This was taken at the "Autofact" trade show about 1982 in Chicago. At the right is a 3250 graphics display - this was a vector based unit primarily used for CAD/CAM software, CATIA in this case. The successor to the 3250 (the 5080) was shown for the first time at this event. We had two machine tools in the booth so we could show the NC programming capabilities of the software, a Cincinnati lathe (part of which you see here) and a BostoMatic five axis machining center. The demo part I created for the BostoMatic was the blue thing sitting on the 3250 keyboard and was a light pen holder. This was a bit awkward, I suppose, since the 5080 didn't offer a light pen at the time. We machined these at the show on the BostoMatic. I designed it on the airplane on the way, and programmed it at the show itself. Very high risk but it worked out ok. It had small half-spheres on the sides that were inspired by the peach dessert provided by American Airlines.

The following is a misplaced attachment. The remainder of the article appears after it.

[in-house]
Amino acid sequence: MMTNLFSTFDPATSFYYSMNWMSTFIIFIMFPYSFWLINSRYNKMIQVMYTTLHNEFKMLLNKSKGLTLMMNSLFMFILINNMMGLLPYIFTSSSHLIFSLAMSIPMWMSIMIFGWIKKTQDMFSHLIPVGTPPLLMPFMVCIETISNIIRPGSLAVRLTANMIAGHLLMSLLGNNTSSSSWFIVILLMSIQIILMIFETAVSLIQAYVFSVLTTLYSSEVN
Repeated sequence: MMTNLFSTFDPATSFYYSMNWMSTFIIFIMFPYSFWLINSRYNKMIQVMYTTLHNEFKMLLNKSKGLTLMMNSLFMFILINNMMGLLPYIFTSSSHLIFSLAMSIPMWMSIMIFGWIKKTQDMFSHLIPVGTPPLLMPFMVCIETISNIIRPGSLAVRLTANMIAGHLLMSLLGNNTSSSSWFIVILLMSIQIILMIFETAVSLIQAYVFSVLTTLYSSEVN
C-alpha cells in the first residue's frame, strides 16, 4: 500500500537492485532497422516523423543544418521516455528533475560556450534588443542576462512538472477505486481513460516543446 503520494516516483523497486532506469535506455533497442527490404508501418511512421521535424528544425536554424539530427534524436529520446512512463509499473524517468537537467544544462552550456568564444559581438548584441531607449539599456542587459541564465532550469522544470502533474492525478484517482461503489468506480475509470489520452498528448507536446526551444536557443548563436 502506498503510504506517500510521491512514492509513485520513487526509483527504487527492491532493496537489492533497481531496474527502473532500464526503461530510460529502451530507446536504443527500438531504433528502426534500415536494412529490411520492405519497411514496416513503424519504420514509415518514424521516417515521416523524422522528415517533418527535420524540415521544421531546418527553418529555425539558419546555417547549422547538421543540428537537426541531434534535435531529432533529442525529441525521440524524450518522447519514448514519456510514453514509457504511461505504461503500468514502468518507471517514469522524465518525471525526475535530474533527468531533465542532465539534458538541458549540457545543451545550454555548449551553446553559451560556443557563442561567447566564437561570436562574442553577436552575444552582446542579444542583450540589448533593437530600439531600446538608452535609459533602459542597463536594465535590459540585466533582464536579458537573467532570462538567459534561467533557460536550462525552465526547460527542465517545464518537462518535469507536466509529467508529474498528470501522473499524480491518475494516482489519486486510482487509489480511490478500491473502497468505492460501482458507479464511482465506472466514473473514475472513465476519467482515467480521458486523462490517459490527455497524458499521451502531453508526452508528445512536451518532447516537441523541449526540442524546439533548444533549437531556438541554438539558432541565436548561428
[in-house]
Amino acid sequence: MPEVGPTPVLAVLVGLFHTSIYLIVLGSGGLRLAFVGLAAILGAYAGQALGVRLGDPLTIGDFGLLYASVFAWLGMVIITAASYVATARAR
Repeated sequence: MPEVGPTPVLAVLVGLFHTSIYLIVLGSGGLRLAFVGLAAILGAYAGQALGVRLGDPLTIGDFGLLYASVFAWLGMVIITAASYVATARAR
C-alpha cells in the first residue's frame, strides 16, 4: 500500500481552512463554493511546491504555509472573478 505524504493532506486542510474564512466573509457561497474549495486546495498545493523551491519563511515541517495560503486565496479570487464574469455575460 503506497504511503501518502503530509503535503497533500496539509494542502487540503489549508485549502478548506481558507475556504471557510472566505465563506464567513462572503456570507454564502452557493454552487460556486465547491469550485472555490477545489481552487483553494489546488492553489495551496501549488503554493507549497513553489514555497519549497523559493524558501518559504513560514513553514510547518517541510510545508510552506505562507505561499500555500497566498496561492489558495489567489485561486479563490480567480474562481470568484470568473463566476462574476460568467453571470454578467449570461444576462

The 3250 had a regular keyboard plus a 32 key function keyboard that was programmable. The program assigned each key a meaning and could light them for operator guidance. The light pen was used to select geometry on the screen and is shown to the left of the keyboard. (I'm left handed - most people put the function keys on the left and the pen on the right.) The 3250 was monochrome only. The 3250 displays (and the 2250's before them) drew their pictures using vectors. Rather than a scanning beam like a raster display, it had a single beam that traced the picture on the screen. The host program would send a stream of orders to the 3258 controller - these amounted to a program that drew the picture. If the graphics were complicated, it took so long to draw that the screen would flicker madly. If it was really complicated, you could actually hear it. A great terminal though - very fast for drafting.

To the left is a regular PC with 2 5.25 inch floppy drives and no hard drive. The thing near the middle that looks like a television set is in fact a television set. It was used so that people could see what the lathe was doing when the covers were closed.